Johannesburg – The SA Football Association (Safa) has suspended match officials implicated in the Phil Setshedi match fixing scandal, it said on Saturday.
“The association will also summon the club implicated in this matter to a disciplinary hearing,” Safa said in a statement.
“Should the club or anyone be found liable in this matter, the association will pursue the strongest possible sentence under its rules to demonstrate its zero tolerance to any corrupt behaviour in football.”
The former Bafana Bafana assistant coach was sentenced on Tuesday to three years' imprisonment for corruption.
The Bellville Specialised Commercial Crime Court imposed an additional five years' imprisonment, which was suspended.
“This is a serious statement, match fixing has no place in our society and anyone who might be toying with the idea, be warned,” said Safa president Kirsten Nematandani.
“Match fixing and corruption in football is becoming a global cancer and we as Safa would like to send out a strong statement that anyone caught engaging in this unlawful activity would face the full wrath of the law.”
Safa said its national executive committee (NEC) set up a whistle-blower policy and established the Whistle-Blower Hotline in 2012, which could be used by the public to report any suspicious activities in football.
The Safa NEC would also approve a revised comprehensive anti-corruption policy for approval at the end of March, that would further close any match fixing loopholes.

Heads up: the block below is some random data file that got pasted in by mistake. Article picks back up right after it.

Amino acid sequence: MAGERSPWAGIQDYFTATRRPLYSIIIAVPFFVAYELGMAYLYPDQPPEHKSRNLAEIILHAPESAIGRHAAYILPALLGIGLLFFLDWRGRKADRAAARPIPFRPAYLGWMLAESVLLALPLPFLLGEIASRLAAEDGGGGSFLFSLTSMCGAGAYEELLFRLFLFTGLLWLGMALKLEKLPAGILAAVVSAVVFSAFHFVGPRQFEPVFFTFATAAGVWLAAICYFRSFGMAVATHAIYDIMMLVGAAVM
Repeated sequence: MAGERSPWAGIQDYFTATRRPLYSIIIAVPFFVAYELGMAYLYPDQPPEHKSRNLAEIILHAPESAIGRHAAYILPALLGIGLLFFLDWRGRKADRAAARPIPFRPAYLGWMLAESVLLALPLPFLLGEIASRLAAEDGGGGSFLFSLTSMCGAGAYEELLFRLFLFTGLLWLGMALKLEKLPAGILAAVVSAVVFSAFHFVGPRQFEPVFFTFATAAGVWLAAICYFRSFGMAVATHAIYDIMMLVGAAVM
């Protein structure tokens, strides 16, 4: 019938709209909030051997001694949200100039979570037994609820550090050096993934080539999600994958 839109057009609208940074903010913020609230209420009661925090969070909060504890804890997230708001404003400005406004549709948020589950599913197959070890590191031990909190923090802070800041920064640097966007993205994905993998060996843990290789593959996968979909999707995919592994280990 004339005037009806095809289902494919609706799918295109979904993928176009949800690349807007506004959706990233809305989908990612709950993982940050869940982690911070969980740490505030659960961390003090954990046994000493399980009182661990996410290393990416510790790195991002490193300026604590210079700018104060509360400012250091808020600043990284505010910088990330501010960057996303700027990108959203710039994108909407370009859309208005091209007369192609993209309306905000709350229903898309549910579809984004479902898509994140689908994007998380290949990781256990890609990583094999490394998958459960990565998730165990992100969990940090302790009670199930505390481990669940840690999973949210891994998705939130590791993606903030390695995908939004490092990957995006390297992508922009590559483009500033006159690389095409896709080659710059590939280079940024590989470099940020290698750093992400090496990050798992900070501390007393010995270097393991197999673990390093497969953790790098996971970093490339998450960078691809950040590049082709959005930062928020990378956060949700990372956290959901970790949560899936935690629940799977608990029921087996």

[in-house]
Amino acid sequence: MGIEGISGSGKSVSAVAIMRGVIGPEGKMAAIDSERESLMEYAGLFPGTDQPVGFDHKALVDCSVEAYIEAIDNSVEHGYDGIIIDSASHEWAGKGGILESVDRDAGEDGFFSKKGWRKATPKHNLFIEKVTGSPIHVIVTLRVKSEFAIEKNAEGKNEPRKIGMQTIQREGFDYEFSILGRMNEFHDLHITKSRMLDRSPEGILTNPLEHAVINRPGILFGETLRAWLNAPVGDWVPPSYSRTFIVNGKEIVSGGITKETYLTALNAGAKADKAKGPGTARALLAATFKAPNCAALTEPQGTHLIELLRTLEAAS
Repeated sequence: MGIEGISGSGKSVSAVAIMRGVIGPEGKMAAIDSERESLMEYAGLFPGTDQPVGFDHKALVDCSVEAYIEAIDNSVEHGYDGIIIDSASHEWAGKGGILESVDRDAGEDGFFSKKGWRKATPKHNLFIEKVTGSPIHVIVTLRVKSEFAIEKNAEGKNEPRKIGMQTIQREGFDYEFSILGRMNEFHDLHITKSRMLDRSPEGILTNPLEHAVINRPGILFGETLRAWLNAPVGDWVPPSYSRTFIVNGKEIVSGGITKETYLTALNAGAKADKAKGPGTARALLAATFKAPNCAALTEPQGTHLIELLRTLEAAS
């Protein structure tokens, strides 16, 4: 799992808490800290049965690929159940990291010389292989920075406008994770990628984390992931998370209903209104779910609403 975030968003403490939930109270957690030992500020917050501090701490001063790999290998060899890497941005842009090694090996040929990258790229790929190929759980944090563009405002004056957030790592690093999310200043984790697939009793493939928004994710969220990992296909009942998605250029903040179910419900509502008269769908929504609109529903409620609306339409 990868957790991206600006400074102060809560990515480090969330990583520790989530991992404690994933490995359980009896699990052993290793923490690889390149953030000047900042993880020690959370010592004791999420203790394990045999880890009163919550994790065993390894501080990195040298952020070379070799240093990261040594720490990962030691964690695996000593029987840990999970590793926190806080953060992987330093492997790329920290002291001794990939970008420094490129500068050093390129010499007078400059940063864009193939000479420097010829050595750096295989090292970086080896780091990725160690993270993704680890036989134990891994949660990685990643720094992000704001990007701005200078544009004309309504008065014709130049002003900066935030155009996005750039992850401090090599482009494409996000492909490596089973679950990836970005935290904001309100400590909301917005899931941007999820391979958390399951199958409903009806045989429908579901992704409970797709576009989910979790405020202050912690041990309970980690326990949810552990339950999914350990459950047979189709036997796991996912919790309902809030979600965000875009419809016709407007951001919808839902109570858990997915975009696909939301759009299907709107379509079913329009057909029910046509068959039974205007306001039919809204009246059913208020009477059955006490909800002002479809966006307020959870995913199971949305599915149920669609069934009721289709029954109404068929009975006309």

“Following a series of corruption allegations in the Safa Second Division in 2010, Safa approached the Hawks to assist it in rooting out the scourge,” it said in the statement.
“On the surface, it appeared that an organised effort was underway to fix the outcomes of matches in Safa’s highest amateur league.”
Safa said it provided the Hawks with several leads to possible corrupt activity in football in the two years following the complaints.
These leads led to the sting operation that resulted in the conviction of Setshedi.
“Whilst Safa was able to substitute match officials with ones from other provinces from time to time to prevent matches from being fixed, we had to do something to ensure that the practice is stopped,” said Safa's head of security, Mlungisi Ncame.
Safa then initiated the sting operation on Phil Setshedi in Cape Town in 2011 and worked closely with law enforcement authorities throughout to secure a conviction, it said.– Sapa